Electroless plating is one method of forming a metal coating film on an underlying material that does not possess conductivity; this technique is utilized in the formation of printed wiring on resin substrates and the like. A method known as activation, in which a noble metal such as palladium or the like is adhered to the underlying material beforehand as a catalyst, is common pre-treatment for a semiconductor device in such electroless plating. In the past, methods have been used in which Pd is adhered by an immersion treatment in an aqueous solution of PdCl2 following treatment with a hydrochloric acid aqueous solution of SnCl2, or in which Pd is supported on the surface by means of a colloidal solution containing Sn and Pd.

DISCLOSURE OF THE INVENTION

However, in the case of conventional methods, it is difficult to form a thin seed layer with good adhesion as an electroless plating layer that is also smooth, uniform and free of defects, on the surface of a semiconducting mirror-surface substance such as a semiconductor wafer, or on the inside walls of vias or trenches formed in such a surface.

In light of the above facts, it is an object of the present invention to provide a novel metal plating technique using electroless plating that allows an electroless plating to be smooth and uniform as well as good adhesive as a thin seed layer even on semiconductor wafers such as Si wafers or the like, which cannot be easily electroless plated by conventional way, and, the novel metal plating technique also solves the insufficient coverage of the seed layer on the inside walls of vias and trenches that causes a problem in the case of the above-mentioned fine wiring.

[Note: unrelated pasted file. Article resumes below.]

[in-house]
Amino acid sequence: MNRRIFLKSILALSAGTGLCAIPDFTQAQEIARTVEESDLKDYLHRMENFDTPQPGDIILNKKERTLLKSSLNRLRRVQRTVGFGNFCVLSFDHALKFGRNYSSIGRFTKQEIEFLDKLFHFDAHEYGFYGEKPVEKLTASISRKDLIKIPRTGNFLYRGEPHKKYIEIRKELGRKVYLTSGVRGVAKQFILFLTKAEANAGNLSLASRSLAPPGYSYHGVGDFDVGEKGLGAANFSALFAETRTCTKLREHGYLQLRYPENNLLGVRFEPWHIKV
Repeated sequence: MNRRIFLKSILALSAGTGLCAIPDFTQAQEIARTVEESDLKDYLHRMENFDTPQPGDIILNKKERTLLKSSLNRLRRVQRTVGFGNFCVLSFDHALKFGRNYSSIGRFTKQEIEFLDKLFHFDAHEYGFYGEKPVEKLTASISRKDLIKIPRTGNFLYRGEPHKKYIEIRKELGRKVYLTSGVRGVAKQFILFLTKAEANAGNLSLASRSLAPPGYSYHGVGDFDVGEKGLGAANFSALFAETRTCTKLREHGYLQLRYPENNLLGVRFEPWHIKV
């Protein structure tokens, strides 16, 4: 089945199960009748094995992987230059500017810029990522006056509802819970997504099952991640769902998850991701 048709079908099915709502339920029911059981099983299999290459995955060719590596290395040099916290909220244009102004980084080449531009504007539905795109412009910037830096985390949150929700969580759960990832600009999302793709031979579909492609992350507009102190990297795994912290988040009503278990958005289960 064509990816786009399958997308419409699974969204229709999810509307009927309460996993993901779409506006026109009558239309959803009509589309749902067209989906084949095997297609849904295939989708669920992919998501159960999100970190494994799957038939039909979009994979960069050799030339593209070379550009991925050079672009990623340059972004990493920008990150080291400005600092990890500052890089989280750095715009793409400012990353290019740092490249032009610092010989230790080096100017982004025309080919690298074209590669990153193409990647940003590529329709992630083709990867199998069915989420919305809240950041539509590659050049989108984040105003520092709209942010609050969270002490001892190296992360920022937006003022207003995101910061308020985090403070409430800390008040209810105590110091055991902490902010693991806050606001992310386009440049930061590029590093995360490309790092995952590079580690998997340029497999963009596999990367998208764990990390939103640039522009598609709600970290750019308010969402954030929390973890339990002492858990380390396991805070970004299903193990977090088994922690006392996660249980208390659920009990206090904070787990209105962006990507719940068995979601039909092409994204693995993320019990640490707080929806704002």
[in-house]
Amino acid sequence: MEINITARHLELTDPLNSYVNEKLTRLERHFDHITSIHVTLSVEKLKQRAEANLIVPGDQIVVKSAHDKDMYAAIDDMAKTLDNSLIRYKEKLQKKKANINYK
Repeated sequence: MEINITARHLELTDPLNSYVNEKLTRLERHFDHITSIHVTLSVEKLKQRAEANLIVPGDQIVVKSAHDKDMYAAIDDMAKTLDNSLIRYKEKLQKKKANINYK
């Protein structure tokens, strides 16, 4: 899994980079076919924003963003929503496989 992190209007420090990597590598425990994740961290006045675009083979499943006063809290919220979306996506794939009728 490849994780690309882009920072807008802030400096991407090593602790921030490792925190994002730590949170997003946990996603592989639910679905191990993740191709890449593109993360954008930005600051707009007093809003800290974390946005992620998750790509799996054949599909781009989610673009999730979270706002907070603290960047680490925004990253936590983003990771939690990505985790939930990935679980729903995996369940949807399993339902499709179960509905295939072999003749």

As a result of diligent research, the present invention unexpectedly discovered that the above-mentioned problems are solved by using a palladium compound, which is an electroless plating catalyst, in the form of an organic-solvent solution instead of the conventional aqueous medium. This discovery led to the perfection of the present invention.

The present invention relates to:

    • (1) An electroless plating method comprising:
    • coating a surface to be plated with a solution of a silane coupling agent which has a functional group that is able to capture a metal,
    • further coating the surface with an organic-solvent solution of a palladium compound, and
    • electroless plating the surface;
    • (2) An electroless plating method comprising:
    • coating a surface to be plated with a solution of a silane coupling agent which has a functional group that is able to capture a metal,
    • further coating the surface with an organic-solvent solution of a palladium compound,
    • electroless plating the surface with nickel, cobalt or an alloy of these metals, and
    • electroless plating the surface with copper;